25 Apr 2018
Iseult O’Callaghan Leahy awarded UCC Quercus Entrance Scholarship
Presentation Secondary School Listowel is delighted to congratulate our Leaving Cert student of 2016 Iseult O’Callaghan Leahy. Iseult…Read More
Ours is a Presentation secondary school, inspired by the vision of Nano Nagle, and in response to her we welcome and cherish girls irrespective of ability or background.
We aim to develop a vibrant community of Pupils, Staff, Parents, Management, based on Gospel values such as justice, truth and honesty, in accordnace with the ethos of the school and our agreed Code of Discipline and Conduct.
We aim to assist in the development of the full potential of each girl in a pleasant and safe environment, where the dignity of each member of the School Community is recognised, affirmed and valued.
We aim to awaken our girls to their true dignity and role as women in present day society. Inspired by these values we dedicate ourselves to the continued development of our Presentation School.
It all began in 1842 when Fr. Darby Mahony, the then Parish Priest of Listowel, decided to build a Presentation Convent in Listowel. In May 1844, four nuns came to Listowel from Milltown, to run the convent. Their main objective was to open a National School in Listowel.
On the day of the opening 300 pupils attended but this number soon rose to 500. Pupils were not only from Listowel but many attended from the surrounding areas. Amongst the attendance were some adults who were preparing for Confirmation. The nuns had just begun to raise funds for the building of an adequate school and chapel, when disaster struck. The famine of 1845.
With money of their own and with the help of donations, the nuns sought to make the pupils as comfortable as possible. They served the pupils a breakfast of bread, a mug of boiled rice and a little milk almost every day throughout the famine. Money subscribed in England for famine relief was distributed by the authorities and some was raised by the nuns to purchase rye bread. This, again, they gave to their pupils. Because of their dedication to their pupils and community, many of the nuns died due to overwork and under-nourishment.
After 1848 the situation improved. Due to hard work, perseverance and a little help from God, the nuns raised enough money to go ahead with the previously planned construction. In 1849 the convent chapel was built and in 1852 an infant school with a number of classrooms was also built.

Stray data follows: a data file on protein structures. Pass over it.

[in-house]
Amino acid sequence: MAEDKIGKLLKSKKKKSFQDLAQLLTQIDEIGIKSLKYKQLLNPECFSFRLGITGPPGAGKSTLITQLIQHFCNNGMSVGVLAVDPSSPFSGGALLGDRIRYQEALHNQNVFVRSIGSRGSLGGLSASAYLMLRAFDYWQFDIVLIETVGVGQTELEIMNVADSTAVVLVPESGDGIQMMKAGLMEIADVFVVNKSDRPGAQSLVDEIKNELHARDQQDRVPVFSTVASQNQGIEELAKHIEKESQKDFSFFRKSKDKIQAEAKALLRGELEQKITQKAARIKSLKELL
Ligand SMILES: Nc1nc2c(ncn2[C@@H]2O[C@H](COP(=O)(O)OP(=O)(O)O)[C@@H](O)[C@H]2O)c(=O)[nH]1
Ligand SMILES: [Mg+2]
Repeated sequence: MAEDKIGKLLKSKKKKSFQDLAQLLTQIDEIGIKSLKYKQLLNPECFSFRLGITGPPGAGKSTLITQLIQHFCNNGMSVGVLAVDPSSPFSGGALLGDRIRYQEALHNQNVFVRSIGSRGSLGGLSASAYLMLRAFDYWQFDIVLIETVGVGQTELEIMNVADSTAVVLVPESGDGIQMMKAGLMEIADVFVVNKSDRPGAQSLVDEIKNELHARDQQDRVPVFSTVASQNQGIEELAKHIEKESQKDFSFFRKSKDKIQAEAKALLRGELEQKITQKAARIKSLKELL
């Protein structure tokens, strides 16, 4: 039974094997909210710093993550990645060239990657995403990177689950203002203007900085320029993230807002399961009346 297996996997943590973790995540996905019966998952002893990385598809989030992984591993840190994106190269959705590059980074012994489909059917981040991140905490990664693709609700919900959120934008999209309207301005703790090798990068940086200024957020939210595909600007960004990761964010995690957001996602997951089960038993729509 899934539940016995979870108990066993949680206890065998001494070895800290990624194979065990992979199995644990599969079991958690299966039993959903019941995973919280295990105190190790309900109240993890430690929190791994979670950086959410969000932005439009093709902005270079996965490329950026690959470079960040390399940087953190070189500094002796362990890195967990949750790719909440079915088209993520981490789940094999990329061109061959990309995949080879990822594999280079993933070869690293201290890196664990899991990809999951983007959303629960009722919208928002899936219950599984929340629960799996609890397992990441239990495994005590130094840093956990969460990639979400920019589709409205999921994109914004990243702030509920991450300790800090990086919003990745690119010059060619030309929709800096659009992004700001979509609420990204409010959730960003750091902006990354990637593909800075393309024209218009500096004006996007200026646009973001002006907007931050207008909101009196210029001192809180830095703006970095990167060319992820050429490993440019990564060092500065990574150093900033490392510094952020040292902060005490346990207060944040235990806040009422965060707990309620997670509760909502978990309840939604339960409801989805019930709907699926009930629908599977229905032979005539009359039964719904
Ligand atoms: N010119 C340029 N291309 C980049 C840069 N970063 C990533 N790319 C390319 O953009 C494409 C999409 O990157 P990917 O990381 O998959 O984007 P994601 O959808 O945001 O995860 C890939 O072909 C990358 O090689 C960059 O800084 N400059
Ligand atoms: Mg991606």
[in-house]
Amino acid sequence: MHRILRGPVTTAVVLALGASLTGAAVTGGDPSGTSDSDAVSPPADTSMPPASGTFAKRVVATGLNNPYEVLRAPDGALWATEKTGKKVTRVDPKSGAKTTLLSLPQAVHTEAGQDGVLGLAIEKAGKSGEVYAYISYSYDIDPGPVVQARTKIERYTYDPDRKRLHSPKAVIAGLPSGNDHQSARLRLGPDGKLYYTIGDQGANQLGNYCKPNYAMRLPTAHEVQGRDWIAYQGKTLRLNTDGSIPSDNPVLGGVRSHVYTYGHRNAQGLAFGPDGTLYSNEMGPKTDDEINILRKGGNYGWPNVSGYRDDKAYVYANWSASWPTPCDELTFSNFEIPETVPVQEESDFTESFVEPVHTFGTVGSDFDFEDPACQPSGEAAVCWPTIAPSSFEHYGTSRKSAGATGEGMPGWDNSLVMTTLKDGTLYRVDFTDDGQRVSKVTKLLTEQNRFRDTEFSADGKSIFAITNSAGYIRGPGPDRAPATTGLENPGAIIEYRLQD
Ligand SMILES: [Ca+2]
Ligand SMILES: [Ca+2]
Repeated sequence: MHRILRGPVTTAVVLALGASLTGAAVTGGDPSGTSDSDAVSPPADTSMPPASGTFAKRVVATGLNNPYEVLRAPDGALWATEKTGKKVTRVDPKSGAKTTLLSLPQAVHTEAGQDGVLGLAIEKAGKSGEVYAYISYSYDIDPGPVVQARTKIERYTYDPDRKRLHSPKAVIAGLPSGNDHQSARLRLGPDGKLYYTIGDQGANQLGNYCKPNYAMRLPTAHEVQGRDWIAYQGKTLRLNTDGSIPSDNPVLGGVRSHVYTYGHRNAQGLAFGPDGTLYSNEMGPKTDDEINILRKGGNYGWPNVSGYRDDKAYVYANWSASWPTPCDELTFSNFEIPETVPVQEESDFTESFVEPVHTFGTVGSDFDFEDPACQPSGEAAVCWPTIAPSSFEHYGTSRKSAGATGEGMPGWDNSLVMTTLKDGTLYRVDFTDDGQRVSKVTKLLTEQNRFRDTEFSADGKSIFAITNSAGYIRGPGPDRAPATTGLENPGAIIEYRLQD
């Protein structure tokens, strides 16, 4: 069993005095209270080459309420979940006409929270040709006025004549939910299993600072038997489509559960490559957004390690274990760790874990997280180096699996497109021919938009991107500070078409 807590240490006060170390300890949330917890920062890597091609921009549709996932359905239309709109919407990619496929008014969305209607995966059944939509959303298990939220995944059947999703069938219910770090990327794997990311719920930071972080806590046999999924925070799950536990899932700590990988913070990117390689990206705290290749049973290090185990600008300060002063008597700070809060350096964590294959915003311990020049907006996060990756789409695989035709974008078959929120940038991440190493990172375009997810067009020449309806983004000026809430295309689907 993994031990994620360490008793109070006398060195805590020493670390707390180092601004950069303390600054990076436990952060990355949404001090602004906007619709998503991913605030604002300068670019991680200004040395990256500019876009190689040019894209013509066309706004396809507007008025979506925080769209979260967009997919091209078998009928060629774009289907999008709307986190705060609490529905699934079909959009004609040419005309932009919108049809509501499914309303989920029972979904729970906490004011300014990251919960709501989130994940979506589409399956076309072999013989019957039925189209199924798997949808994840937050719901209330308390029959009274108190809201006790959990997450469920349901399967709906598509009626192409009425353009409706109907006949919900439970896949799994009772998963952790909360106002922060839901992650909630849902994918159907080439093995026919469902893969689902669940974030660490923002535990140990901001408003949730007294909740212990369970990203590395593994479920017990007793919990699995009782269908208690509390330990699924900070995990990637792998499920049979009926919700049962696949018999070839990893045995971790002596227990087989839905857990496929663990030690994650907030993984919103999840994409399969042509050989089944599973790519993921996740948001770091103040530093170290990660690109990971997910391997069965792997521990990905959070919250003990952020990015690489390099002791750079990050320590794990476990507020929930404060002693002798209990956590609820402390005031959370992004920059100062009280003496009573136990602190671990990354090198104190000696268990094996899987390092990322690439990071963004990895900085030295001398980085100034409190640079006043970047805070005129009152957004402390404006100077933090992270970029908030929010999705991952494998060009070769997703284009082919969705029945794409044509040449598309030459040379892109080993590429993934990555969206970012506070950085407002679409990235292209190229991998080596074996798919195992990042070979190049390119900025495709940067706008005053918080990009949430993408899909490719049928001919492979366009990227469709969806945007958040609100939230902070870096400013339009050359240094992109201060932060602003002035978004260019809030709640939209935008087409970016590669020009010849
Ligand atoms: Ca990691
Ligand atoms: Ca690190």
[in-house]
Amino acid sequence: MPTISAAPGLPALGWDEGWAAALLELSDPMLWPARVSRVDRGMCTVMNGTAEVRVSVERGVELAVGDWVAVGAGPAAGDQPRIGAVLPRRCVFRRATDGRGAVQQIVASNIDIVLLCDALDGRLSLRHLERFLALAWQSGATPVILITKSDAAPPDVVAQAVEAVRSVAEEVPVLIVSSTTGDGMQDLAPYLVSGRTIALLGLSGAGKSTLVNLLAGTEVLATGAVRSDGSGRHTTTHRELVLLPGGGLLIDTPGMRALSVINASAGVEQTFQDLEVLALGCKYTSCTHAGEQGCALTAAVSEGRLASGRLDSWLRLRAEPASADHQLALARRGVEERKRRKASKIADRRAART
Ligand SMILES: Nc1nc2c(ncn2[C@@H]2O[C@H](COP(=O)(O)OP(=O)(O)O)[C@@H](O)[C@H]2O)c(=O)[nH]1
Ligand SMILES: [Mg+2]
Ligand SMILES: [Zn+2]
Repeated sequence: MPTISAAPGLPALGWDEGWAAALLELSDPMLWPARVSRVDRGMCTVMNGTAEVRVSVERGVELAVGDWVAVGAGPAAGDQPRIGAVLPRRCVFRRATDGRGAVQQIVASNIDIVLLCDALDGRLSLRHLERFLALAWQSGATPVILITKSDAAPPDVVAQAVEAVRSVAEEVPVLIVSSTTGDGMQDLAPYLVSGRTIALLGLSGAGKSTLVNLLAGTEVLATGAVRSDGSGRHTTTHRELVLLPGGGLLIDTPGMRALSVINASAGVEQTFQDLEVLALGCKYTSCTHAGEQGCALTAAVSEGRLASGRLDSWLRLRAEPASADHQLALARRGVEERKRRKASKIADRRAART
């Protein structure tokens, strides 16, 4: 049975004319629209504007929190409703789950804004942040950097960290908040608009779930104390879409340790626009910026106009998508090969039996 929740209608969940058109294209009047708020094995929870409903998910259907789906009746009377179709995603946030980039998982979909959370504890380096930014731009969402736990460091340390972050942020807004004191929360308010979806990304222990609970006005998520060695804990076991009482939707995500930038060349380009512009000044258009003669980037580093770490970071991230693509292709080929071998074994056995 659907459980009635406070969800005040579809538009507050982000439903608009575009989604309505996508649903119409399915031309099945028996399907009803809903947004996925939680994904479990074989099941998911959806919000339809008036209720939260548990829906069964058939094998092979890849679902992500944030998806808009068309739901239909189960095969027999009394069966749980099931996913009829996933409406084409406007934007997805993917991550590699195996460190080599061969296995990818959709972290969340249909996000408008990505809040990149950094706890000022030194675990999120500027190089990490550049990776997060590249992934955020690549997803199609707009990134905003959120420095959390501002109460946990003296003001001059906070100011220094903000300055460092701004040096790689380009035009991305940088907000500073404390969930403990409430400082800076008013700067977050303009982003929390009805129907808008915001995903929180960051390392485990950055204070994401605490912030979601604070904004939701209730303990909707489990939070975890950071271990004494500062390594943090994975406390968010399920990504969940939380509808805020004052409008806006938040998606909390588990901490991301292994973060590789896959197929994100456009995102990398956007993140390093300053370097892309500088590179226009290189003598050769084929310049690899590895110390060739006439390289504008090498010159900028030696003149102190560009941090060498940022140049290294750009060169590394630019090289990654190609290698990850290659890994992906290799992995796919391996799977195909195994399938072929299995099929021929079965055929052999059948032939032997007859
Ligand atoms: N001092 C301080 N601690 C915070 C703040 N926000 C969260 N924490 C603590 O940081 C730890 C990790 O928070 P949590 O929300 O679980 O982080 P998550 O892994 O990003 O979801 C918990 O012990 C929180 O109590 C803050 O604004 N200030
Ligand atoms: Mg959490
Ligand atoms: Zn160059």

Mainly due to the fact that the Presentation Sisters are dedicated to the Holy Cross, a large cross was erected in 1853 on the Infant School. Because of the rules of the National School board, the Commissioners of National Education ordered it to be taken down. The order was ignored. A series of letters from the Commissioners ordering the nuns to obey were all rejected In 1856 Fr. J. McDonnell the Parish Priest of Listowel at that time, refused to become Manager until the cross was removed. This didn’t bother the nuns and to this day the cross is there to be seen by everyone.
The reputation of the nuns as teachers was so good that parents from outside areas, ambitious for their children found them board in town so that they could attend the convent school. An average of 80 girls were boarding in Listowel at this time. The nuns, as charitable as ever, distributed clothes and goods to the needy pupils. The clothes were distributed on certain days of the year. 100 to 500 pupils received a meal of bread and milk or bread and coffee (when milk was scarce) or bread and soup (for the winter).
The convent developed through the years. In 1883 the main building of the Primary School was erected. In 1942 the Secondary School was built. Both buildings were, again, paid for out of the nuns own funds. In 1967 due to the free secondary education scheme, the science laboratory and the gymnasium were built. Three further classrooms were added to the school in 1969.
The school today is housed in the original building, with a large extension built in 1985 and prefabricated classrooms added almost yearly in the nineties, to accommodate the growing numbers of girls coming to study there. Early records show that the school was famous for needlework and handicrafts. Nowadays computing, debating and basketball take up more of the girls spare time than the more sedate occupations of their great-grandmothers.